A federal judge has temporarily halted the sale of Hahnemann University Hospital’s residency programs. The move puts into limbo the hospital owners’ hopes for an infusion of funds to satisfy creditors and maintain minimal operations as the institution winds down.
The Centers for Medicare and Medicaid Services, the federal agency that funds the residencies, had objected to the residency sale. After some back and forth in court, CMS has won a temporary stay.
Plans to close the hospital in Center City Philadelphia were announced at the end of June, and ownership promptly filed for Chapter 11 bankruptcy. As a part of their reorganization, the owners tried to sell off their more than 550 residency slots to a group of six local health systems led by Jefferson University Hospitals.
Justice Department lawyers for CMS filed objections to the sale during initial court proceedings, but bankruptcy Judge Kevin Gross overruled them. He gave them seven days to win a stay on the sale order, which would temporarily block the sale from going through and allow the government to appeal the decision in Delaware District Court.
That stay was granted Monday afternoon.
Lawyers for CMS have argued that the residency programs are not an asset of the estate eligible to be sold, but simply a contract that each hospital enters into with CMS. They say those contracts are only transferable to another hospital if there is a change of ownership, which they argue is not happening because Hahnemann is closing.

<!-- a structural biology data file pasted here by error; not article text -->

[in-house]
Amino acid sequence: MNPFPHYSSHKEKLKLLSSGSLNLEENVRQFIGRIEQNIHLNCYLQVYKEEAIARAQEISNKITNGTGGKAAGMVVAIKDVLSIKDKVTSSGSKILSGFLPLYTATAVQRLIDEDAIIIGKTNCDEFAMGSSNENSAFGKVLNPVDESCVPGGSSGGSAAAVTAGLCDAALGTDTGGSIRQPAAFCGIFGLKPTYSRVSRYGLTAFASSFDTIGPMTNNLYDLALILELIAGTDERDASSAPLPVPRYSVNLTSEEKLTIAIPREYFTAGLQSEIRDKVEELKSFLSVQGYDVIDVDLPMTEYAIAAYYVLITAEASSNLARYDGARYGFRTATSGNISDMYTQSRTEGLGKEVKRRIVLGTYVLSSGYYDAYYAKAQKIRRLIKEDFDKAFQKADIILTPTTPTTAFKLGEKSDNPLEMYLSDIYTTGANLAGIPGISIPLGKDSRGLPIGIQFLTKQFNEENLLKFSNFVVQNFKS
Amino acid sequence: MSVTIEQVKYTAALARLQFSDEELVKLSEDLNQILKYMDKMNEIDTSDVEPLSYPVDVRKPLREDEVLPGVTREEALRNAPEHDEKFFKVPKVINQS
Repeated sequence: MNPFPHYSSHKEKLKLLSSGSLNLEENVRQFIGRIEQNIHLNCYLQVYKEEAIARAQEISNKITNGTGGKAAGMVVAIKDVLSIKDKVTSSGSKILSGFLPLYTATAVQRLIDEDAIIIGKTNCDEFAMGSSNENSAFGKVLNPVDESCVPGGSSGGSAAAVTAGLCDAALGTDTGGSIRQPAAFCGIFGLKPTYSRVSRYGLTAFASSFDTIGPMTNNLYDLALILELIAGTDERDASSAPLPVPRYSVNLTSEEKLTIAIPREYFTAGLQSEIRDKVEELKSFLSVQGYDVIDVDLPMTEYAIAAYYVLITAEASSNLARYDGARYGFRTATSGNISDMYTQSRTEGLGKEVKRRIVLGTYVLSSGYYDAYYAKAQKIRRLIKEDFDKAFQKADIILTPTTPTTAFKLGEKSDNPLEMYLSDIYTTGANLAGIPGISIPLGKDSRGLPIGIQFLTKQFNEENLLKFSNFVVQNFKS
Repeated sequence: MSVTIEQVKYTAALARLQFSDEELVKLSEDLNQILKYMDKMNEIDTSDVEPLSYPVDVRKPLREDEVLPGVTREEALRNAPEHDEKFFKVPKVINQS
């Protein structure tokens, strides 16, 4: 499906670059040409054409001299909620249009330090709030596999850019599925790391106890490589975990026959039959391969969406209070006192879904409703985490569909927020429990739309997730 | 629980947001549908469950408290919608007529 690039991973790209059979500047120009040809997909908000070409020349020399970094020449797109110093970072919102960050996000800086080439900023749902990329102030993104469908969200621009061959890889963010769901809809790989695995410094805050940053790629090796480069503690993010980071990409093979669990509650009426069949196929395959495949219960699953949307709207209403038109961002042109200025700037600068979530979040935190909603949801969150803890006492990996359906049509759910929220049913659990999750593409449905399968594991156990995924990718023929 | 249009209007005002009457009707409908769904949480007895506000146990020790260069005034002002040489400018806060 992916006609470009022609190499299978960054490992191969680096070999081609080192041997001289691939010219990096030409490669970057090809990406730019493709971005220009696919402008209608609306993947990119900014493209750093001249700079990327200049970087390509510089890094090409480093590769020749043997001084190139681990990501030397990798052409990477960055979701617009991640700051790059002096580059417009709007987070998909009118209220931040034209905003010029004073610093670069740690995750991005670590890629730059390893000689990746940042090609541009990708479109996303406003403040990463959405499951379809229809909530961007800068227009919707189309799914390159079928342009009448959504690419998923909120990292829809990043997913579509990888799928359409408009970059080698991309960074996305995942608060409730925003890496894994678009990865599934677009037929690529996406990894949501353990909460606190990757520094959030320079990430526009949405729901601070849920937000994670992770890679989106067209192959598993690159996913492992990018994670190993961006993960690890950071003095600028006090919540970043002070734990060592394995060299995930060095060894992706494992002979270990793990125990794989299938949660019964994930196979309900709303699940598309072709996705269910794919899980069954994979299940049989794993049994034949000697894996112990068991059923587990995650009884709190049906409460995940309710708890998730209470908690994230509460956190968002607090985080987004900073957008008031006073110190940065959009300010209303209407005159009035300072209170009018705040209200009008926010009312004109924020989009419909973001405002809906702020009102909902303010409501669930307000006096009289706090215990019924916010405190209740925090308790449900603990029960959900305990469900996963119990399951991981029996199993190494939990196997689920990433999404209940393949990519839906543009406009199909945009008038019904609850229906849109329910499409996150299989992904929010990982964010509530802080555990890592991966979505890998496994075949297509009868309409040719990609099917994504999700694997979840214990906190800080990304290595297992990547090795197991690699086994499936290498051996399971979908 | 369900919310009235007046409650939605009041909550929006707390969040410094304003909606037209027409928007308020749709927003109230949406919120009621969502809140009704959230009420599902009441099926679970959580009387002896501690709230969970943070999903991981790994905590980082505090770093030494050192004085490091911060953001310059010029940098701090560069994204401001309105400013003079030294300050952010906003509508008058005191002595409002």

Lawyers for Hahnemann have argued that the sale of the programs do count as an asset, and can constitute a “transfer” in ownership because Hahnemann is still not technically closed.
The slots were sold at auction in August for a winning bid of $55 million, a far higher price than originally anticipated. If CMS’s appeal is ultimately granted, the hospital’s creditors would stand to lose that amount.
Lawyers for Hahnemann’s owners said they need the money promised from the residency sale to continue what’s left of operations at Hahnemann, and to keep St. Christopher’s Children’s Hospital running, which they also own and is set to be auctioned off on Thursday.
“A failure of these cases would be devastating, given, among other things, ongoing operations at St. Christopher’s Hospital for Children,” wrote Mark Minuti in his response to the government’s objection.
The residents who were orphaned by Hahnemann’s closure are not affected by these decisions, as most of them have found other jobs already.
The slots at issue are the permanent residency positions allocated to teaching hospitals by CMS. It is essentially the ability for a hospital to recoup roughly $100,000 per resident per year in federal funding. In their court filings, CMS points to an existing public process for redistributing residency slots when a hospital closes, which prioritizes local hospitals and charges nothing for the positions.